The Quest for Less: Home

A problem based unit for 5th graders to study natural resources and ways our community can reduce the usage.

Energy Conservation

Welcome to The Quest for Less

Your class is attending a town council meeting.

Under New Business, Mayor Solare reports to the council members regarding a compelling book, Over a Barrel: A Simple Guide to the Oil Shortage by Tom Mast. The world is running out of oil.


Councilwoman Turbine reads from a Time magazine article.
      "Although many economists argue that it will be difficult and expensive to find an alternative to oil and coal--and that we should delay the transition for as long as possible--their position is based on a technological pessimism that seems out of place today. The first automobiles and computers were difficult to use and expensive, but the pioneers persevered and made improvements, and ultimately triumphed in the marketplace.
Just as automobiles followed horses and computers displaced typewriters, so can the advance of technology make today's smokestacks and gas-powered cars look primitive, inefficient and uneconomical. Unlike fossil fuels, renewable energy never runs out, and geologists will not have to travel to the Alaskan North Slope or the shores of the Caspian Sea to find new sources. The sunlight falling on the surface of the earth each day contains 6,000 times as much energy as is used by all countries combined. Studies show that covering the existing flat-roof space of many cities with solar cells could meet half to three-quarters of their electricity needs. In the U.S., North Dakota, South Dakota and Texas together are swept by sufficient wind to meet the electricity needs of the entire country."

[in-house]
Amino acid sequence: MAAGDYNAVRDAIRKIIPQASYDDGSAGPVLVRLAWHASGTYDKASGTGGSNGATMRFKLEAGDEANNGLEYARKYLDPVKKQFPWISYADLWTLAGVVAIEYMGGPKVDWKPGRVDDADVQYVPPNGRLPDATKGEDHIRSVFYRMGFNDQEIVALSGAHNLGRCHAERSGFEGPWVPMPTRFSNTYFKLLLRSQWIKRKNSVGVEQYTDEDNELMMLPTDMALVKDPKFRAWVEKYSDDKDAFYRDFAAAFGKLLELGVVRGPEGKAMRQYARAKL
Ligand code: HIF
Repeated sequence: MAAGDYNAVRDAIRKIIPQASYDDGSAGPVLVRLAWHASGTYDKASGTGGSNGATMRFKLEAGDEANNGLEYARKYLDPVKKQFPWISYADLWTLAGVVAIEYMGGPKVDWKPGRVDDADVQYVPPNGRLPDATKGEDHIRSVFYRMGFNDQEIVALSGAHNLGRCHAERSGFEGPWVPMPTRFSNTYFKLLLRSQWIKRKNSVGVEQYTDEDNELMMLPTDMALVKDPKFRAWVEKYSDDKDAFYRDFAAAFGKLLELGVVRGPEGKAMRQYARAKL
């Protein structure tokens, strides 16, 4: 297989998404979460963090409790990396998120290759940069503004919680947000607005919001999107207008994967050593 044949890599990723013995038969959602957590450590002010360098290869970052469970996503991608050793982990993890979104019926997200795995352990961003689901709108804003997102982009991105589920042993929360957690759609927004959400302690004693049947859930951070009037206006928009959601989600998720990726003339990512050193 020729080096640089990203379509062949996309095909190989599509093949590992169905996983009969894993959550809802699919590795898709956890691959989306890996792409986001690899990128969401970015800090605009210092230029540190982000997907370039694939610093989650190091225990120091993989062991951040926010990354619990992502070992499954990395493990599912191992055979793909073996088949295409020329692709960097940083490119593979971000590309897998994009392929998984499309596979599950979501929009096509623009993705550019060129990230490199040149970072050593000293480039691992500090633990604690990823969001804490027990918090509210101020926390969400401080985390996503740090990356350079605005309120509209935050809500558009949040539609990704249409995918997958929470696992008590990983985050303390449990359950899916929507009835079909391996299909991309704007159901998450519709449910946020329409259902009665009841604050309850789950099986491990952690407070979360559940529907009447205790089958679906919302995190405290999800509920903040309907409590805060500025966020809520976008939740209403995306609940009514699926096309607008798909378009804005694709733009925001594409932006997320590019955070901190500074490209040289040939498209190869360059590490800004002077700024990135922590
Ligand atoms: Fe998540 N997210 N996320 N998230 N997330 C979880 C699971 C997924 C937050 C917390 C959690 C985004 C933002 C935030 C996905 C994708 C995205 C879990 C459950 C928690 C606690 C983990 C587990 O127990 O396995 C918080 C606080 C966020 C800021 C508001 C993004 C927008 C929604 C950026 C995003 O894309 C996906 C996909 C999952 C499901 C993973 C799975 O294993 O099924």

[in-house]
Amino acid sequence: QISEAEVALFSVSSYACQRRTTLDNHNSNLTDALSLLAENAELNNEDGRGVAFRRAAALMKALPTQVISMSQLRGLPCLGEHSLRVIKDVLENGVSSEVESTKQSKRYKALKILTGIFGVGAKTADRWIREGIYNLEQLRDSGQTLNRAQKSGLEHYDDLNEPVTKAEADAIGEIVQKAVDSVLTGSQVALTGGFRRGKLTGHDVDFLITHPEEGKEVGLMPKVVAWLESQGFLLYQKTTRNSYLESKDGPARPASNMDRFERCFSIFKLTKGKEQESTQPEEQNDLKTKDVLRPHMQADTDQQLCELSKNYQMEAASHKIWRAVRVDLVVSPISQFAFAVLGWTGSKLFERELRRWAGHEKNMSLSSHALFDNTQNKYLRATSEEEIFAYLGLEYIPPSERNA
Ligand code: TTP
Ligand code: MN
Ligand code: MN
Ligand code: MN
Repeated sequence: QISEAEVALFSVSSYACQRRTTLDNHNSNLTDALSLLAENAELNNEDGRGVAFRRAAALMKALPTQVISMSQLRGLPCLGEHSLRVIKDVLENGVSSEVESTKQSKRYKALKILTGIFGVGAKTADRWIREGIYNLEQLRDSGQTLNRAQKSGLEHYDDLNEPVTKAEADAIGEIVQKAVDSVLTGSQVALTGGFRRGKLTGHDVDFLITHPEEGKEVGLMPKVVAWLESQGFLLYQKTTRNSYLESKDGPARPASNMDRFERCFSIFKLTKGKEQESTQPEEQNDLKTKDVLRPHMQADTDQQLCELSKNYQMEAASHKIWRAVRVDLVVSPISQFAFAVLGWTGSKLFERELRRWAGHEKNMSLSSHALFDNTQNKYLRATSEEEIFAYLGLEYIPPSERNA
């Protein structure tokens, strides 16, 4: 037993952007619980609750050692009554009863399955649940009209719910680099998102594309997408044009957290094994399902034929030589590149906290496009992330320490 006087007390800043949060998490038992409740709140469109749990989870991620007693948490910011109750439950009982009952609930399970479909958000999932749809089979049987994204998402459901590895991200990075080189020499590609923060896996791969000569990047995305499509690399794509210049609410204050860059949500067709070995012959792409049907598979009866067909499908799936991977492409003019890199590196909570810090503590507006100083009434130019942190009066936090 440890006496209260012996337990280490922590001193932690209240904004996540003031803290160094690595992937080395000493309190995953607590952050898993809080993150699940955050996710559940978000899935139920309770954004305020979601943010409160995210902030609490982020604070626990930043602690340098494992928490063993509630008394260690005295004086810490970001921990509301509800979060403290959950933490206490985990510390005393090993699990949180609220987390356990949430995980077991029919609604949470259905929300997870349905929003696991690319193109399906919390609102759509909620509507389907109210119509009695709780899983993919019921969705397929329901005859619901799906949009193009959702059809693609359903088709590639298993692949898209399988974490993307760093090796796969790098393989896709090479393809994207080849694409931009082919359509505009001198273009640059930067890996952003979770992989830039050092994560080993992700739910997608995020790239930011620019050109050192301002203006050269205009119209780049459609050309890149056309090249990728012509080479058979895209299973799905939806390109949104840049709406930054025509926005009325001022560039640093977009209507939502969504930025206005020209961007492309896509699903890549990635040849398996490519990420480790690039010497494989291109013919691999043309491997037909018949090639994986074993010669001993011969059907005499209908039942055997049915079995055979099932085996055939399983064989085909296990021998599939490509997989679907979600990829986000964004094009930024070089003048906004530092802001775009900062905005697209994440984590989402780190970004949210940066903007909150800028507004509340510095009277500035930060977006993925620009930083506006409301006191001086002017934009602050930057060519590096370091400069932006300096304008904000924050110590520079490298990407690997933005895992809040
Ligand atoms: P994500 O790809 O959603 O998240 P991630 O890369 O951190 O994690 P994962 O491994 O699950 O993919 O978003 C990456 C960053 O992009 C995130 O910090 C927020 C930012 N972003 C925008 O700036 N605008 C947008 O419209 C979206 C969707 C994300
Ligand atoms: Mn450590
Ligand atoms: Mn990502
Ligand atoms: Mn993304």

Flavin, Christopher, Clean as a Breeze, Time Dec. 15, 1997.


Mayor Solare urges that the council look at alternatives. She wants your community to thrive, even as oil becomes increasingly expensive and scarce. She says the effort begins with changing the energy strategy to alternative sources and to changing how we use the energy we have. Mayor Solare turns to your class in the audience.


"Our young people will be the ones to live their lives with this new world of energy. They are open to new ways of thinking. What do they suggest?"

Your class will look into alternative energies and get back to the Council.

Subject Guide

Kelli Hedlund